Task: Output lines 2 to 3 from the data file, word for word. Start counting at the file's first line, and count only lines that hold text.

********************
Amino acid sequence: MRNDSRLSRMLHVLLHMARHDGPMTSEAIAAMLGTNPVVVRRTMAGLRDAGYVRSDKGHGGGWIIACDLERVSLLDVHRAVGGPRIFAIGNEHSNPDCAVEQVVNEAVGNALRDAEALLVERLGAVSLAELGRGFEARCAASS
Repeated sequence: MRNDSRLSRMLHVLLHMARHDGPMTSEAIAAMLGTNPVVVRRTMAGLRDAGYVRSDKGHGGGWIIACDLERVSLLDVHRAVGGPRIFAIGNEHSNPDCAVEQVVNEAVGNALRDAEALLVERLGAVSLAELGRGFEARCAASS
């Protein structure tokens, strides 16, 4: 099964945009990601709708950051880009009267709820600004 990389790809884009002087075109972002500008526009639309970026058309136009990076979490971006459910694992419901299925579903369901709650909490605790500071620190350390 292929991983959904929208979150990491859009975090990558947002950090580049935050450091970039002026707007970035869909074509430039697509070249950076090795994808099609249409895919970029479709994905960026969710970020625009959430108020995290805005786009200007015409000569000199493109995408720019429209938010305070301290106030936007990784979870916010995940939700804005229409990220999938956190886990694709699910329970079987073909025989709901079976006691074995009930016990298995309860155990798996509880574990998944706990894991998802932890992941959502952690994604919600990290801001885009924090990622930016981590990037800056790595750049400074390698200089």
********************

Repeated sequence: MRNDSRLSRMLHVLLHMARHDGPMTSEAIAAMLGTNPVVVRRTMAGLRDAGYVRSDKGHGGGWIIACDLERVSLLDVHRAVGGPRIFAIGNEHSNPDCAVEQVVNEAVGNALRDAEALLVERLGAVSLAELGRGFEARCAASS
């Protein structure tokens, strides 16, 4: 099964945009990601709708950051880009009267709820600004 990389790809884009002087075109972002500008526009639309970026058309136009990076979490971006459910694992419901299925579903369901709650909490605790500071620190350390 292929991983959904929208979150990491859009975090990558947002950090580049935050450091970039002026707007970035869909074509430039697509070249950076090795994808099609249409895919970029479709994905960026969710970020625009959430108020995290805005786009200007015409000569000199493109995408720019429209938010305070301290106030936007990784979870916010995940939700804005229409990220999938956190886990694709699910329970079987073909025989709901079976006691074995009930016990298995309860155990798996509880574990998944706990894991998802932890992941959502952690994604919600990290801001885009924090990622930016981590990037800056790595750049400074390698200089």